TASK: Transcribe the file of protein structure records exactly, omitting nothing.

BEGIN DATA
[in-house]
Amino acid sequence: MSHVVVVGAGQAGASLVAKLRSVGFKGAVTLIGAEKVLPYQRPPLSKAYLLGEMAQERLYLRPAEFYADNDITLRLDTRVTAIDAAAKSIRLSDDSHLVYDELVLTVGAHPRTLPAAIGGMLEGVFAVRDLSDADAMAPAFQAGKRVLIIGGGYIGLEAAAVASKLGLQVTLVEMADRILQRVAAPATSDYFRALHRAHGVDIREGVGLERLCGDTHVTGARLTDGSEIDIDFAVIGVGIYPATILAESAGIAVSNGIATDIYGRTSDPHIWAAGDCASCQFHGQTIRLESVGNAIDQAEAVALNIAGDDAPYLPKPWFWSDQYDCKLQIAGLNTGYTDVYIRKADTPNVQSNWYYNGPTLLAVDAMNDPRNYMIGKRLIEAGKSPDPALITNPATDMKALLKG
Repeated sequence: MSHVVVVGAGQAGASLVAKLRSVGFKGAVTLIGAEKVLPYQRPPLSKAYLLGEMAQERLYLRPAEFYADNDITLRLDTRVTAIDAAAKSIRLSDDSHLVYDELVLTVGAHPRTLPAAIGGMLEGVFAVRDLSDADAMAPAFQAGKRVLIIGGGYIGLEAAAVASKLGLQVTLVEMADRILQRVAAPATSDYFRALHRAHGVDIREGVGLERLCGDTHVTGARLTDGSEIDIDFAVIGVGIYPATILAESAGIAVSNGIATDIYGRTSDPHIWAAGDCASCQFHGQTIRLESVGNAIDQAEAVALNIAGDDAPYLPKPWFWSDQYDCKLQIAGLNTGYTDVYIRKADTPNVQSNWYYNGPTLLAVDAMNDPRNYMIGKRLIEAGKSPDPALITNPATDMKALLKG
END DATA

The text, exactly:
[in-house]
Amino acid sequence: MSHVVVVGAGQAGASLVAKLRSVGFKGAVTLIGAEKVLPYQRPPLSKAYLLGEMAQERLYLRPAEFYADNDITLRLDTRVTAIDAAAKSIRLSDDSHLVYDELVLTVGAHPRTLPAAIGGMLEGVFAVRDLSDADAMAPAFQAGKRVLIIGGGYIGLEAAAVASKLGLQVTLVEMADRILQRVAAPATSDYFRALHRAHGVDIREGVGLERLCGDTHVTGARLTDGSEIDIDFAVIGVGIYPATILAESAGIAVSNGIATDIYGRTSDPHIWAAGDCASCQFHGQTIRLESVGNAIDQAEAVALNIAGDDAPYLPKPWFWSDQYDCKLQIAGLNTGYTDVYIRKADTPNVQSNWYYNGPTLLAVDAMNDPRNYMIGKRLIEAGKSPDPALITNPATDMKALLKG
Repeated sequence: MSHVVVVGAGQAGASLVAKLRSVGFKGAVTLIGAEKVLPYQRPPLSKAYLLGEMAQERLYLRPAEFYADNDITLRLDTRVTAIDAAAKSIRLSDDSHLVYDELVLTVGAHPRTLPAAIGGMLEGVFAVRDLSDADAMAPAFQAGKRVLIIGGGYIGLEAAAVASKLGLQVTLVEMADRILQRVAAPATSDYFRALHRAHGVDIREGVGLERLCGDTHVTGARLTDGSEIDIDFAVIGVGIYPATILAESAGIAVSNGIATDIYGRTSDPHIWAAGDCASCQFHGQTIRLESVGNAIDQAEAVALNIAGDDAPYLPKPWFWSDQYDCKLQIAGLNTGYTDVYIRKADTPNVQSNWYYNGPTLLAVDAMNDPRNYMIGKRLIEAGKSPDPALITNPATDMKALLKG